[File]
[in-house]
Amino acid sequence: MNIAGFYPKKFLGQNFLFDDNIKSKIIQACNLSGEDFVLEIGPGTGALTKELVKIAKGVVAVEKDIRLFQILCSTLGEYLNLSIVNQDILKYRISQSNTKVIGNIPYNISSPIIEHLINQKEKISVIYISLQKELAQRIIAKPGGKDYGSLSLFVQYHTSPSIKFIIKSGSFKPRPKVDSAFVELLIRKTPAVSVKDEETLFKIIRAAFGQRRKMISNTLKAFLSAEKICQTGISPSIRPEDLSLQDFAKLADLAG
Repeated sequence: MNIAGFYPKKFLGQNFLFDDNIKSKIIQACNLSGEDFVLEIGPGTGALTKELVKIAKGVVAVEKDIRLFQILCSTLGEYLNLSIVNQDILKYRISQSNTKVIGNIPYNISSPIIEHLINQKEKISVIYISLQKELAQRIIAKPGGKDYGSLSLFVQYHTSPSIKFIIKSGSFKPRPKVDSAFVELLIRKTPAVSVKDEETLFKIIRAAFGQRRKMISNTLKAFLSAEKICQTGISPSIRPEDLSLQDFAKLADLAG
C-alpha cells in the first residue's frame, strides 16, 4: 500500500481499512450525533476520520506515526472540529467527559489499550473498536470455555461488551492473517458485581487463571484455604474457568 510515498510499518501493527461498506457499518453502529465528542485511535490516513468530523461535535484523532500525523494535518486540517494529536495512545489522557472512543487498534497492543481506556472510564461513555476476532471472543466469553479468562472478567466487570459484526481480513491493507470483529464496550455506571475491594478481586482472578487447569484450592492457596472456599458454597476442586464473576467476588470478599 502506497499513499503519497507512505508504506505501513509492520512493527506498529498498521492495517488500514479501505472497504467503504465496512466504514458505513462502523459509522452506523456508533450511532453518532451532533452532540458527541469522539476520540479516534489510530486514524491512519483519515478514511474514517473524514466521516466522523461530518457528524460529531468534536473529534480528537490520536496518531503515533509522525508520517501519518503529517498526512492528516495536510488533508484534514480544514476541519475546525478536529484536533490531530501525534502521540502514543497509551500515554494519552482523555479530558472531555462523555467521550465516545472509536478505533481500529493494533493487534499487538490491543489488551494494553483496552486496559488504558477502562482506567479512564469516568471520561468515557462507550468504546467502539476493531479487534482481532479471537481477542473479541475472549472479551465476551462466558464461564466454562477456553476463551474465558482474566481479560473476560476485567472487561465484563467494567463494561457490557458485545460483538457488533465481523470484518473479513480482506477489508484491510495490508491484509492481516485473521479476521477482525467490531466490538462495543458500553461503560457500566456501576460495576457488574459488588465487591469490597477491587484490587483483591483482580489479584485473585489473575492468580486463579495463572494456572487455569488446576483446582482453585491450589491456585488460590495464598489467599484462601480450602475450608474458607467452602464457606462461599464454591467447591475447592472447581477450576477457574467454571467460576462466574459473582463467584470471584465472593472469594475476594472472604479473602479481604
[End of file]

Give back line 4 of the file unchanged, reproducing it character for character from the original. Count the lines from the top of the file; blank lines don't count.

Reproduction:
C-alpha cells in the first residue's frame, strides 16, 4: 500500500481499512450525533476520520506515526472540529467527559489499550473498536470455555461488551492473517458485581487463571484455604474457568 510515498510499518501493527461498506457499518453502529465528542485511535490516513468530523461535535484523532500525523494535518486540517494529536495512545489522557472512543487498534497492543481506556472510564461513555476476532471472543466469553479468562472478567466487570459484526481480513491493507470483529464496550455506571475491594478481586482472578487447569484450592492457596472456599458454597476442586464473576467476588470478599 502506497499513499503519497507512505508504506505501513509492520512493527506498529498498521492495517488500514479501505472497504467503504465496512466504514458505513462502523459509522452506523456508533450511532453518532451532533452532540458527541469522539476520540479516534489510530486514524491512519483519515478514511474514517473524514466521516466522523461530518457528524460529531468534536473529534480528537490520536496518531503515533509522525508520517501519518503529517498526512492528516495536510488533508484534514480544514476541519475546525478536529484536533490531530501525534502521540502514543497509551500515554494519552482523555479530558472531555462523555467521550465516545472509536478505533481500529493494533493487534499487538490491543489488551494494553483496552486496559488504558477502562482506567479512564469516568471520561468515557462507550468504546467502539476493531479487534482481532479471537481477542473479541475472549472479551465476551462466558464461564466454562477456553476463551474465558482474566481479560473476560476485567472487561465484563467494567463494561457490557458485545460483538457488533465481523470484518473479513480482506477489508484491510495490508491484509492481516485473521479476521477482525467490531466490538462495543458500553461503560457500566456501576460495576457488574459488588465487591469490597477491587484490587483483591483482580489479584485473585489473575492468580486463579495463572494456572487455569488446576483446582482453585491450589491456585488460590495464598489467599484462601480450602475450608474458607467452602464457606462461599464454591467447591475447592472447581477450576477457574467454571467460576462466574459473582463467584470471584465472593472469594475476594472472604479473602479481604